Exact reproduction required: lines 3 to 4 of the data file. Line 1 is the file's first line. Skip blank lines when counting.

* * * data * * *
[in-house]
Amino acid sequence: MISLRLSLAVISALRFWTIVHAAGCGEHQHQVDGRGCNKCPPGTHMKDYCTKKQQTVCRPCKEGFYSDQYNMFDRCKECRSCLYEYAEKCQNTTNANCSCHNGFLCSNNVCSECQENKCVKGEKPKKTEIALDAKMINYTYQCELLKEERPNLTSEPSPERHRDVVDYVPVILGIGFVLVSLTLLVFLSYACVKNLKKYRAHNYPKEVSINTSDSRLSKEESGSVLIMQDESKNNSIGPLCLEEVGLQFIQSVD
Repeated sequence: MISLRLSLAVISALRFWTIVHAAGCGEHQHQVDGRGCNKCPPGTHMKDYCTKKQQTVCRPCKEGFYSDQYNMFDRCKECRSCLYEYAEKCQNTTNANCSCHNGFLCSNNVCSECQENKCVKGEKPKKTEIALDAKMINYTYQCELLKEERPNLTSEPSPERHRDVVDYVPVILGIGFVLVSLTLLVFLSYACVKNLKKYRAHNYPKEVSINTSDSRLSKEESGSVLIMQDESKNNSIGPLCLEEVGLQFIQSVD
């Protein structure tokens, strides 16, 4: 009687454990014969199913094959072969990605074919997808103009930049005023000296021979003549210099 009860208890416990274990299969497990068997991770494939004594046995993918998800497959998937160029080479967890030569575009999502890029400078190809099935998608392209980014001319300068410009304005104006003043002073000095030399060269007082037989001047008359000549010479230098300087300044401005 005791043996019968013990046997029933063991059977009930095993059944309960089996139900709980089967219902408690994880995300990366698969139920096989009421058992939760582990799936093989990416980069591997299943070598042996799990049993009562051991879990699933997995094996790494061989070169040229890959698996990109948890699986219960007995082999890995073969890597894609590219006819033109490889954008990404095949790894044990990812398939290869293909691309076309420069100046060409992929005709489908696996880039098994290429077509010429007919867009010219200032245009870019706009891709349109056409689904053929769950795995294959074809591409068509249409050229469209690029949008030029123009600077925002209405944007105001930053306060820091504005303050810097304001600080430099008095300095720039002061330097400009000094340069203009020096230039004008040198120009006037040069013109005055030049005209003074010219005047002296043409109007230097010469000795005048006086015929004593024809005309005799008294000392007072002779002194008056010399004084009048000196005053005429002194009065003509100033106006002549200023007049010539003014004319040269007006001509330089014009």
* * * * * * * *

Repeated sequence: MISLRLSLAVISALRFWTIVHAAGCGEHQHQVDGRGCNKCPPGTHMKDYCTKKQQTVCRPCKEGFYSDQYNMFDRCKECRSCLYEYAEKCQNTTNANCSCHNGFLCSNNVCSECQENKCVKGEKPKKTEIALDAKMINYTYQCELLKEERPNLTSEPSPERHRDVVDYVPVILGIGFVLVSLTLLVFLSYACVKNLKKYRAHNYPKEVSINTSDSRLSKEESGSVLIMQDESKNNSIGPLCLEEVGLQFIQSVD
């Protein structure tokens, strides 16, 4: 009687454990014969199913094959072969990605074919997808103009930049005023000296021979003549210099 009860208890416990274990299969497990068997991770494939004594046995993918998800497959998937160029080479967890030569575009999502890029400078190809099935998608392209980014001319300068410009304005104006003043002073000095030399060269007082037989001047008359000549010479230098300087300044401005 005791043996019968013990046997029933063991059977009930095993059944309960089996139900709980089967219902408690994880995300990366698969139920096989009421058992939760582990799936093989990416980069591997299943070598042996799990049993009562051991879990699933997995094996790494061989070169040229890959698996990109948890699986219960007995082999890995073969890597894609590219006819033109490889954008990404095949790894044990990812398939290869293909691309076309420069100046060409992929005709489908696996880039098994290429077509010429007919867009010219200032245009870019706009891709349109056409689904053929769950795995294959074809591409068509249409050229469209690029949008030029123009600077925002209405944007105001930053306060820091504005303050810097304001600080430099008095300095720039002061330097400009000094340069203009020096230039004008040198120009006037040069013109005055030049005209003074010219005047002296043409109007230097010469000795005048006086015929004593024809005309005799008294000392007072002779002194008056010399004084009048000196005053005429002194009065003509100033106006002549200023007049010539003014004319040269007006001509330089014009």